Thousands of protesters chanted slogans against the militant Islamic State group Wednesday as they carried the coffins of victims of an attack targeting a Shia mosque that killed 33 people in the western Afghan city of Herat.
Up to 5,000 angry mourners, including relatives of the dead, congregated near the site of Tuesday's suicide bomb attack as IS claimed responsibility for the latest atrocity targeting the minority community.
"Death to Daesh (IS)!" and "Down with fundamentalism", the demonstrators chanted, as the coffins were brought one by one and placed in a refrigerated lorry near the Jawadya mosque.
The mourners, who then marched to the cemetery to bury their dead, also demanded that the government bring the perpetrators to justice and pledged to "take revenge" if it did not.
Jilani Farhad, a spokesman for the governor of Herat province, said the death toll from the attack, in which two suicide bombers throwing grenades stormed the packed mosque, had risen to 33. Another 66 were wounded.
It came a day after IS claimed a deadly assault on the Iraqi embassy in Kabul as it extends its footprint in the war-torn country.
Underscoring the nation's insecurity, a Taliban suicide bomber on Wednesday rammed a vehicle filled with explosives into a convoy of foreign forces in the restive southern province of Kandahar, killing two US soldiers.
Shias, a minority of around 3 million in Afghanistan, have regularly been targeted by IS militants over the last year.
They accuse police and troops of failing to protect them.
"I lost all my loved ones, they even killed children as young as seven. This wasn't an attack on Shias, this was an attack on all Afghans, all Muslims," Farhad Dost, whose cousin died in the assault, told AFP.
Members of the Shia community said police had fled their checkpost, around 100 metres from the mosque, after the two attackers struck at around 8:00 pm on Tuesday.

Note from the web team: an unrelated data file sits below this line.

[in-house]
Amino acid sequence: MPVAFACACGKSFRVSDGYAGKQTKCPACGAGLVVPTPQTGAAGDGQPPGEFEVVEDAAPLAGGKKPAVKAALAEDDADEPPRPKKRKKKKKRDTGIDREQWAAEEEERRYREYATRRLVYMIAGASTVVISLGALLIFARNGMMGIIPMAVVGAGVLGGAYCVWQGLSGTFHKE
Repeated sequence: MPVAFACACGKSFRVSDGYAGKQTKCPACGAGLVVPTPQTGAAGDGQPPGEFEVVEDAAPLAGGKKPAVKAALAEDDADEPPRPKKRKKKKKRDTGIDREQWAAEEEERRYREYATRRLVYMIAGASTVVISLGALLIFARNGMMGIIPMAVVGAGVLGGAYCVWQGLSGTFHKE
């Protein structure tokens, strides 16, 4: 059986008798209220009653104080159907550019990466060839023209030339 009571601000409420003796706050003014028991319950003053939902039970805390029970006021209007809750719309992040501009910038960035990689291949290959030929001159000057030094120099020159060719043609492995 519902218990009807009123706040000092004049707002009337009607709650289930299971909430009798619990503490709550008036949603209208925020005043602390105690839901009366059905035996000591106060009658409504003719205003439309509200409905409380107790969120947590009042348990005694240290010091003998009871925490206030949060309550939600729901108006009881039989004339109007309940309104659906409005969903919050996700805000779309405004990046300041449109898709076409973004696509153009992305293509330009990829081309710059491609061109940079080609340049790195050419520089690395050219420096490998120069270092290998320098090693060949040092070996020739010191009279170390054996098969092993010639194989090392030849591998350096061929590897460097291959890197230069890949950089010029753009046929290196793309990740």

'Died in my hands'
Angry locals then clashed with the police and set the checkpost on fire, according to witnesses who reported that officers opened fire, injuring some demonstrators.
The governor's spokesman said the police chief of the district had been suspended for "negligence" and a delegation from Kabul had been sent to investigate the attack.
Witnesses described scenes of terror and chaos, with emergency wards overwhelmed and survivors rushing victims to a hospital in their own vehicles and even on foot.
"There weren't enough ambulances... I tried to take a small child to the hospital but he died in my hands," Ali, who only gave one name, told AFP.
Farhad Afshar rushed to the mosque, where worshippers had gathered for prayers, after hearing the explosion.
"When I arrived the mosque was full of flesh and blood. I saw a mother crying and searching for her two children. She found one them wounded inside the mosque, the other was found dead in an ambulance," he told AFP.
Quoting survivors, he said the attackers first opened fire on the worshippers, then threw grenades before finally blowing themselves up inside the mosque.
IS has claimed responsibility for a series of attacks killing dozens of members of the Shia community in Kabul over the past year, including twin explosions in July 2016 that ripped through crowds of members of the Hazara community, killing at least 85 people and wounding more than 400.